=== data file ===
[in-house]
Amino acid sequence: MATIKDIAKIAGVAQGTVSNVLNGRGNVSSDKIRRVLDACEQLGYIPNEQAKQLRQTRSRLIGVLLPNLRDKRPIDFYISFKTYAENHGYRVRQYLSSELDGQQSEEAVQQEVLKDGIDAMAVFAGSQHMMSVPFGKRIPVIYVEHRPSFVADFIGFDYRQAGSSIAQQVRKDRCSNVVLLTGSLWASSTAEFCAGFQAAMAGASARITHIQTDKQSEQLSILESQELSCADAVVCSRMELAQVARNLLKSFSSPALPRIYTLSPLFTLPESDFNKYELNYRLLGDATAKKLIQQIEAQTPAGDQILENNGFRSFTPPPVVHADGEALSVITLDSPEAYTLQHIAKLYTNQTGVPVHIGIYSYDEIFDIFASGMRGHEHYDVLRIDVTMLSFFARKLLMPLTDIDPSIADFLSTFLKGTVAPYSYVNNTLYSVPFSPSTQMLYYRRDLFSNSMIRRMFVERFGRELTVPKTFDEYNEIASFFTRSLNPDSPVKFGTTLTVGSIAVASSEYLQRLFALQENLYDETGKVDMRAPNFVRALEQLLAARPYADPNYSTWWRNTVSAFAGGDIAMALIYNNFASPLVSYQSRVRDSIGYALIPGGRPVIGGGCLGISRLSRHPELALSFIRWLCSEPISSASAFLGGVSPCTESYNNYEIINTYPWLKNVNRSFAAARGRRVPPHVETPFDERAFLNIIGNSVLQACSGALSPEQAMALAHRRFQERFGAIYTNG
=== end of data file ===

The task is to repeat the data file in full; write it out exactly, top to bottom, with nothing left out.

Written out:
[in-house]
Amino acid sequence: MATIKDIAKIAGVAQGTVSNVLNGRGNVSSDKIRRVLDACEQLGYIPNEQAKQLRQTRSRLIGVLLPNLRDKRPIDFYISFKTYAENHGYRVRQYLSSELDGQQSEEAVQQEVLKDGIDAMAVFAGSQHMMSVPFGKRIPVIYVEHRPSFVADFIGFDYRQAGSSIAQQVRKDRCSNVVLLTGSLWASSTAEFCAGFQAAMAGASARITHIQTDKQSEQLSILESQELSCADAVVCSRMELAQVARNLLKSFSSPALPRIYTLSPLFTLPESDFNKYELNYRLLGDATAKKLIQQIEAQTPAGDQILENNGFRSFTPPPVVHADGEALSVITLDSPEAYTLQHIAKLYTNQTGVPVHIGIYSYDEIFDIFASGMRGHEHYDVLRIDVTMLSFFARKLLMPLTDIDPSIADFLSTFLKGTVAPYSYVNNTLYSVPFSPSTQMLYYRRDLFSNSMIRRMFVERFGRELTVPKTFDEYNEIASFFTRSLNPDSPVKFGTTLTVGSIAVASSEYLQRLFALQENLYDETGKVDMRAPNFVRALEQLLAARPYADPNYSTWWRNTVSAFAGGDIAMALIYNNFASPLVSYQSRVRDSIGYALIPGGRPVIGGGCLGISRLSRHPELALSFIRWLCSEPISSASAFLGGVSPCTESYNNYEIINTYPWLKNVNRSFAAARGRRVPPHVETPFDERAFLNIIGNSVLQACSGALSPEQAMALAHRRFQERFGAIYTNG